According to the official data for 2018 from China’s National Bureau of Statistics (NBS) & Ministry of Human Resource and Social Security, 15 provinces and cities have updated their monthly minimum wage standards, to varying degrees.

SAFEGUARDS | Labor Standards NO. 167/18

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The legal minimum wage is the lowest amount which employers may pay to employees for work performed within the legal standard working hours, or specific working hours in accordance with their employment contract. According to the new Provisions on Minimum Wage, the minimum wage is one of 2 types- a monthly minimum wage or an hourly minimum wage. The monthly minimum wage applies to full-time employees, and the hourly minimum wage applies to others such as part-time and temporary employees.

According to the official data for 2018 from China’s National Bureau of Statistics (NBS) & Ministry of Human Resource and Social Security, 15 provinces and cities have this year updated their monthly minimum wage standards to varying degrees. Five provinces and cities increased more than CNY 200, they are Guangdong, Hainan, Sichuan, Guangxi and Xizang. In addition, the new minimum wage standard in Chongqing will be formally implemented on January 1, 2019, which provides a standard of CNY 1800 per month for A-Class and CNY 1700 per month for B-Class standard, respective increases of CNY 300 more than the original standard. By December 2018, 6 of 31 provinces and cities in China have a minimum wage standard of more than CNY 2000, they are Shanghai, Beijing, Guangdong, Tianjin, Suzhou, Zhejiang.

2017-2018 Minimum Wage Updates (ranked by wage level)

Region Provinces/Cities Effective date Monthly(full-time)
2018 (CNY) 2017 (CNY) Increase rate (%)
Northeast Region Liaoning 2018/1/1 1620 1530(2016 data) 5.9%
Eastern China Region Jiangxi 2018/1/1 1680 1530(2015 data) 9.8%
Shanghai 2018/4/1 2420 2300(2017 data) 5.2%
Shandong 2018/6/1 1910 1810(2017 data) 5.5%
Suzhou 2018/8/1 2020 1890(2017 data) 6.9%
Anhui 2018/11/1 1550 1520(2015 data) 2.0%
Southern China Region Guangxi 2018/2/1 1680 1400(2015 data) 20%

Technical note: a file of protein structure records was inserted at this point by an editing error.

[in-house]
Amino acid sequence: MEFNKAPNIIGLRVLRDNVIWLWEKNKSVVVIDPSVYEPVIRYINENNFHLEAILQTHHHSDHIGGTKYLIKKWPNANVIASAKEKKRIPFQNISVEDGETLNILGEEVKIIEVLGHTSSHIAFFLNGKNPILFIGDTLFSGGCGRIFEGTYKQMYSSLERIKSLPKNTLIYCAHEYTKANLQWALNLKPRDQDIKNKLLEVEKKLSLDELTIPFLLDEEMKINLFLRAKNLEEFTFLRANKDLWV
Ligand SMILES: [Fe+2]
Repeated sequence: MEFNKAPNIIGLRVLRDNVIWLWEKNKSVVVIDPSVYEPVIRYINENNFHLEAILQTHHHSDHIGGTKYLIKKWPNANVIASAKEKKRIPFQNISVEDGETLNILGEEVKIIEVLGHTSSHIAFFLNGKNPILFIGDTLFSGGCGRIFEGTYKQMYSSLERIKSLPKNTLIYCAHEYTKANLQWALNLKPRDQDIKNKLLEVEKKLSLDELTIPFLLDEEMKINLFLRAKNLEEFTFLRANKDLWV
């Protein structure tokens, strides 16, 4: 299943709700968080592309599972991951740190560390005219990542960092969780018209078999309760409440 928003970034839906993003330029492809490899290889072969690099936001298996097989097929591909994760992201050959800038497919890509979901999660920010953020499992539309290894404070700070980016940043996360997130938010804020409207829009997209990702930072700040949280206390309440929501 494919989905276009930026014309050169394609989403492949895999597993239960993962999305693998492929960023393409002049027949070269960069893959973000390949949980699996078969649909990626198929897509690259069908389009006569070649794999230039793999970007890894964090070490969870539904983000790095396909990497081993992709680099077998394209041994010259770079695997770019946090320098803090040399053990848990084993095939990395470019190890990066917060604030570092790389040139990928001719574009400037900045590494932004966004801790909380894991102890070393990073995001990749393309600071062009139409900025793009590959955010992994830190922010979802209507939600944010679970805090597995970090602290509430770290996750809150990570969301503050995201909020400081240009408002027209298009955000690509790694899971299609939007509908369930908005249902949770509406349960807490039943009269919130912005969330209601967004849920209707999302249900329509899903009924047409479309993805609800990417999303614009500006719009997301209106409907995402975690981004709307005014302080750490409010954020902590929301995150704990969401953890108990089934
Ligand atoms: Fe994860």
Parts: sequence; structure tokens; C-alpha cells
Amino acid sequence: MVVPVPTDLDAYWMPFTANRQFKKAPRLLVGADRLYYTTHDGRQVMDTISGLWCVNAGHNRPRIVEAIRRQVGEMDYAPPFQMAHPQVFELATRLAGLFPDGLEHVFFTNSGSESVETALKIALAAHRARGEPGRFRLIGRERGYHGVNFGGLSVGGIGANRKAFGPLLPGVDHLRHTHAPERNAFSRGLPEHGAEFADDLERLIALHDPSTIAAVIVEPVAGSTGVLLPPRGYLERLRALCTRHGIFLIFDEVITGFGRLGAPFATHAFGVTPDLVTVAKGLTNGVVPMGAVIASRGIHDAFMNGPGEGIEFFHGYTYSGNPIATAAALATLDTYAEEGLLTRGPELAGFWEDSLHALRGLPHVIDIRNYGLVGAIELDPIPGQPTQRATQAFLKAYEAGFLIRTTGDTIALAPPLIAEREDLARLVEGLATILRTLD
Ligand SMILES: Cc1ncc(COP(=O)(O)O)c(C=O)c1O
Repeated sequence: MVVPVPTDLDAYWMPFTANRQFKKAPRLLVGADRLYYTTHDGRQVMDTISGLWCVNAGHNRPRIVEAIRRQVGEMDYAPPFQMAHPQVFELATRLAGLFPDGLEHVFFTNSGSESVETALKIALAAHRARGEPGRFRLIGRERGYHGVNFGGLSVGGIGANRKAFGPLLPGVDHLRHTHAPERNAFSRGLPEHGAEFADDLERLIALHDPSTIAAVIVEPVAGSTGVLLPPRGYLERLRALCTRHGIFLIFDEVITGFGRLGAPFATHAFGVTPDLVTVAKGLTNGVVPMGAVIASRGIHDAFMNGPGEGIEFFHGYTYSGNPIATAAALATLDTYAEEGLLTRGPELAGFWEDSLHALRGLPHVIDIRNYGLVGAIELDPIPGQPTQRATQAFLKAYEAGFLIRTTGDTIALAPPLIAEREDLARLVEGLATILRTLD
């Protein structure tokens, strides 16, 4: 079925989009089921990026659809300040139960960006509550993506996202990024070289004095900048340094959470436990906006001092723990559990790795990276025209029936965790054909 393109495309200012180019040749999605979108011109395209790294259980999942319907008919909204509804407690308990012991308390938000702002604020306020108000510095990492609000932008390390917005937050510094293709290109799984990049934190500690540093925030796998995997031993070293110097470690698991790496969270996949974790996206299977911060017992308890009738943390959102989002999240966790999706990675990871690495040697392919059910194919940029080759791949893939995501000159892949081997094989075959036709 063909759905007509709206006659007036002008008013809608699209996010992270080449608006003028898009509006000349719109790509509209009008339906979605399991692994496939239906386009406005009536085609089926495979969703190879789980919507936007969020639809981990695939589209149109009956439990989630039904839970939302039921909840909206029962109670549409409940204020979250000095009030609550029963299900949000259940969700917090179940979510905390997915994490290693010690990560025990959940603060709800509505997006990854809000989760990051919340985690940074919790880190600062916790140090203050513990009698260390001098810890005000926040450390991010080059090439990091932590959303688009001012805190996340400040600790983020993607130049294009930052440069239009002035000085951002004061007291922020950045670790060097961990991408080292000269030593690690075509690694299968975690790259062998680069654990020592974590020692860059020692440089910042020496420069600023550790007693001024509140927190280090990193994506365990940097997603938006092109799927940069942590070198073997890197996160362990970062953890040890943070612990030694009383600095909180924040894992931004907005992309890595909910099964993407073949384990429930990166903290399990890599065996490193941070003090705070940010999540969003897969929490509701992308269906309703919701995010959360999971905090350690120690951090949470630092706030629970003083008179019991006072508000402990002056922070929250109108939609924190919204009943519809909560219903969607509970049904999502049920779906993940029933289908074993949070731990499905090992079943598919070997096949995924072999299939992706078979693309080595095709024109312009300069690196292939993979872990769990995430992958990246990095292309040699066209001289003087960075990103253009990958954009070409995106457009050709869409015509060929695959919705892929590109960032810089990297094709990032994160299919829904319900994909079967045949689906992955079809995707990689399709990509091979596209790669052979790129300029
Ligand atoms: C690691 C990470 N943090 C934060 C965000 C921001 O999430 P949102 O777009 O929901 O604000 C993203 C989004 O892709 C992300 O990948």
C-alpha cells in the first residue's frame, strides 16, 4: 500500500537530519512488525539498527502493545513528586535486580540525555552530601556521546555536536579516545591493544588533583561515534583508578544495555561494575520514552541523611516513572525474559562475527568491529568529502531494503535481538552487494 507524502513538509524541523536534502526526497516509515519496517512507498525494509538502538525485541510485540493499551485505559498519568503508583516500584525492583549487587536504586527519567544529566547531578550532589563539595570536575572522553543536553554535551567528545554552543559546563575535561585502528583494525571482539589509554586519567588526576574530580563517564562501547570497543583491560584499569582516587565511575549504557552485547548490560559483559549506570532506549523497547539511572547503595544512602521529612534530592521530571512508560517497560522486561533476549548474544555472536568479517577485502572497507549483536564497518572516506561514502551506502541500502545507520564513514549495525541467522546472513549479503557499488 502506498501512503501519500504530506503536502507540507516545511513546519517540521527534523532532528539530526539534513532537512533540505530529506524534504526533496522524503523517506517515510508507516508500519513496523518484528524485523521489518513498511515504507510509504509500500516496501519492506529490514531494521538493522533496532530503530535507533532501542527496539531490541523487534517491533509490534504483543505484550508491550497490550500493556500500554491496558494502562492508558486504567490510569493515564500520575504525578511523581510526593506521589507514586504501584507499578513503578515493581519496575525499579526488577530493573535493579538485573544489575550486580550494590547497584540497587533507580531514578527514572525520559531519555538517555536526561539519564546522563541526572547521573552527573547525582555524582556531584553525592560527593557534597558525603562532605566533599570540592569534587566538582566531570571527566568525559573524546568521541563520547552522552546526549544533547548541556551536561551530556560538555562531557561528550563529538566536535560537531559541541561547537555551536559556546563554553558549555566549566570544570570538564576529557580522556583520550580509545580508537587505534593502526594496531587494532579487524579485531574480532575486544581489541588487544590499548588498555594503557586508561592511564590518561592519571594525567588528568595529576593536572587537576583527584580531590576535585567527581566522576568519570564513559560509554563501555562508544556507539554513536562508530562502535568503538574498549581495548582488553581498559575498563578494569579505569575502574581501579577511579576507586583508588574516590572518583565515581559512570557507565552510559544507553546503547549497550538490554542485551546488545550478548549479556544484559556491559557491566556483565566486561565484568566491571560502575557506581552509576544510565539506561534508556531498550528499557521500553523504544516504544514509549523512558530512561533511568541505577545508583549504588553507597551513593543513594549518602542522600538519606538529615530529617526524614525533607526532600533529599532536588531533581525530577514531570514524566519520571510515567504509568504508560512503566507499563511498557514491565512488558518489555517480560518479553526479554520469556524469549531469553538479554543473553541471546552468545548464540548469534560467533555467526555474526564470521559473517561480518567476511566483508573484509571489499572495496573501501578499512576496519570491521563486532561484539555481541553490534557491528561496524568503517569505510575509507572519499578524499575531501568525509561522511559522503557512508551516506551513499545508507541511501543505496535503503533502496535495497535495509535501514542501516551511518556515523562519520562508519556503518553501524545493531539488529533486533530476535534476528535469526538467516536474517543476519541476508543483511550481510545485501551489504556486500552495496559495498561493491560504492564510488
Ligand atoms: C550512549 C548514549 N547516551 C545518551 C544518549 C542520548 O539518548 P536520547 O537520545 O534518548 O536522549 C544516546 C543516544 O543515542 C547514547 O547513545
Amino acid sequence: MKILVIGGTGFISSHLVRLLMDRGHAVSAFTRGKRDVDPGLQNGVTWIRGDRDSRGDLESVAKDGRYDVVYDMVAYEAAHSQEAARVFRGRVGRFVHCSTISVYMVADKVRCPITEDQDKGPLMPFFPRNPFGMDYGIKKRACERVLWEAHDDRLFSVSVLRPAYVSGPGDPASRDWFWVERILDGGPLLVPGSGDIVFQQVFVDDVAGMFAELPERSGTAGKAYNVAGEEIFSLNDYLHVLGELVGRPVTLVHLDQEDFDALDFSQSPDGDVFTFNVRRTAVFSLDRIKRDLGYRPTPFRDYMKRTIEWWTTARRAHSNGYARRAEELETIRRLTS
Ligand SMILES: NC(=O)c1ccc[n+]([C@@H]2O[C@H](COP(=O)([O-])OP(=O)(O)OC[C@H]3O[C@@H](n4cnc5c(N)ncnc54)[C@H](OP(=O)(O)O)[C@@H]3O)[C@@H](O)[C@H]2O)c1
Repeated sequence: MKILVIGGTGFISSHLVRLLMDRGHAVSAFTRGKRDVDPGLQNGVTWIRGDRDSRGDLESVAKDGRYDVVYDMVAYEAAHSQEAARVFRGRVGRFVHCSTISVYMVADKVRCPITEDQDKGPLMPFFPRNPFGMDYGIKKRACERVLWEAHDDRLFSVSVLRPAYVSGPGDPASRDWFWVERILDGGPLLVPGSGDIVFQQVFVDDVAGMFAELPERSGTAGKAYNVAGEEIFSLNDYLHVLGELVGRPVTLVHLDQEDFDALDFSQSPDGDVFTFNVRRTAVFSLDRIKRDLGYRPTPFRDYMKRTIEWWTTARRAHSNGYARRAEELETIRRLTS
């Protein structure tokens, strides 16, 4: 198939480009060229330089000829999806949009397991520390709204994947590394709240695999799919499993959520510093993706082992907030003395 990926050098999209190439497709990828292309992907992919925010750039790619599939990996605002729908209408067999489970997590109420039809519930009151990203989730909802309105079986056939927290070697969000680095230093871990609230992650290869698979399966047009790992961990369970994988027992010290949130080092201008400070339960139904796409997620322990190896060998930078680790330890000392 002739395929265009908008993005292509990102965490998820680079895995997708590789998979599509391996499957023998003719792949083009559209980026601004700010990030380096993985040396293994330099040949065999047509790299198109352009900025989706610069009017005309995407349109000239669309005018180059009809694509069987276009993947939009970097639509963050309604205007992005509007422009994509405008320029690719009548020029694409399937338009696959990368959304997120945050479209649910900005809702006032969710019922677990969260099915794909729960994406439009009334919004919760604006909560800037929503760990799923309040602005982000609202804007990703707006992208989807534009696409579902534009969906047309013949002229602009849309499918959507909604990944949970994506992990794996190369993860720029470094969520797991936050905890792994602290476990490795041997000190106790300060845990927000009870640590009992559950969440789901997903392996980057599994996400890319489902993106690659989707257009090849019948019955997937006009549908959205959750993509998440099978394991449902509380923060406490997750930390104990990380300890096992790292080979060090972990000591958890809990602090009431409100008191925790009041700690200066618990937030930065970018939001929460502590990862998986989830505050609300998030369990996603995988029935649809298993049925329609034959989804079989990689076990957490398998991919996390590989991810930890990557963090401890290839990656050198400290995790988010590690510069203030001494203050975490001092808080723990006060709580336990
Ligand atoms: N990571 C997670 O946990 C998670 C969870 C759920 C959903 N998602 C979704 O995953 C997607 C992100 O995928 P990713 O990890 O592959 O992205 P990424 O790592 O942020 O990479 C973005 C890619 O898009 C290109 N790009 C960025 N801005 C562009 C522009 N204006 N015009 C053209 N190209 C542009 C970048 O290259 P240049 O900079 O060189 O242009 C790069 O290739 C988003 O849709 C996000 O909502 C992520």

Guangdong 2018/7/1 2100 1895(2015 data) 10.8%
Shenzhen, Guangdong 2018/7/1 2200 2130(2017 data) 3.3%
Hainan 2018/12/1 1670 1430(2016 data) 16.8%
Central China Region Henan 2018/10/1 1900 1720(2017 data) 10.5%
Northern China Region Beijing 2018/9/1 2120 2000(2017 data) 6%
Southwest China Region Xizang 2018/1/1 1650 1400 (2015 data) 17.9%
Yunnan 2018/5/1 1670 1570(2015 data) 6.4%
Sichuan 2018/7/1 1780 1500(2015 data) 18.7%
Chongqing 2019/1/1 1800 1500(2017 data) 20%
Northwest China Region Xinjiang 2018/1/1 1820 1670(2015 data) 9%

For detailed information on the different regions, cities and towns, please refer to: SGS China’s Minimum Wage Map [1], or download the App.

For the provinces and cities detailed above, we see that minimum wage increases are highest in Guangxi and lowest in Anhui, the former is 18 percentage points more than latter. The minimum wage in Guangxi increased by 20%, and its A-Class standard has been raised by CNY 280. Regarding this, the Guangxi Office of Human Resource and Social Security expressed that the increase rate is mainly a result of residents’ living expenses, social insurance, average wages of employees and the economic development, etc. The Anhui Office of Human Resource and Social Security expressed that the adjustment in Anhui excludes the social insurance premiums paid by individuals and the housing public accumulation fund from minimum wage. Although the minimum wage was only raised by 30 yuan and the increase rate is 2%, it substantially enhanced the "gold content" of the minimum wage standard.

Whether the minimum wage includes social insurance premium and housing public accumulation fund is not clearly stipulated in relevant laws and regulations, and provinces and cities have different rules. The regulations in Shanghai provides the social insurance premiums paid by individuals and the housing public accumulation fund are not parts of minimum wage standard; the adjusted minimum wage in Jiangxi includes the social insurance premiums paid by individuals; in Yunnan, the minimum wage includes the social insurance premiums paid by individuals and the housing public accumulation fund.

In addition to narrowing the income gap between populations by adjusting the minimum wage standard, up to now, at least 22 provinces and cities have issued the 2018 wage guideline of enterprise to guide enterprises to establish and perfect a normal wage increasing mechanism. According to the target of economic development and control for that year, each province and city government will publish the wage guideline of enterprise as the suggestion on annual wage growth issued to society. The wage guideline is not compulsory or binding, but it can provide a reference for collective wage negotiation between enterprises and employees. For enterprises to reasonably adjust wage growth level, it is also an important means for state-owned enterprises to achieve wage management.

Data source: Human Resources and Social Security department (bureau) websites of provinces and cities listed in the table

Table design: SGS SAS [2]


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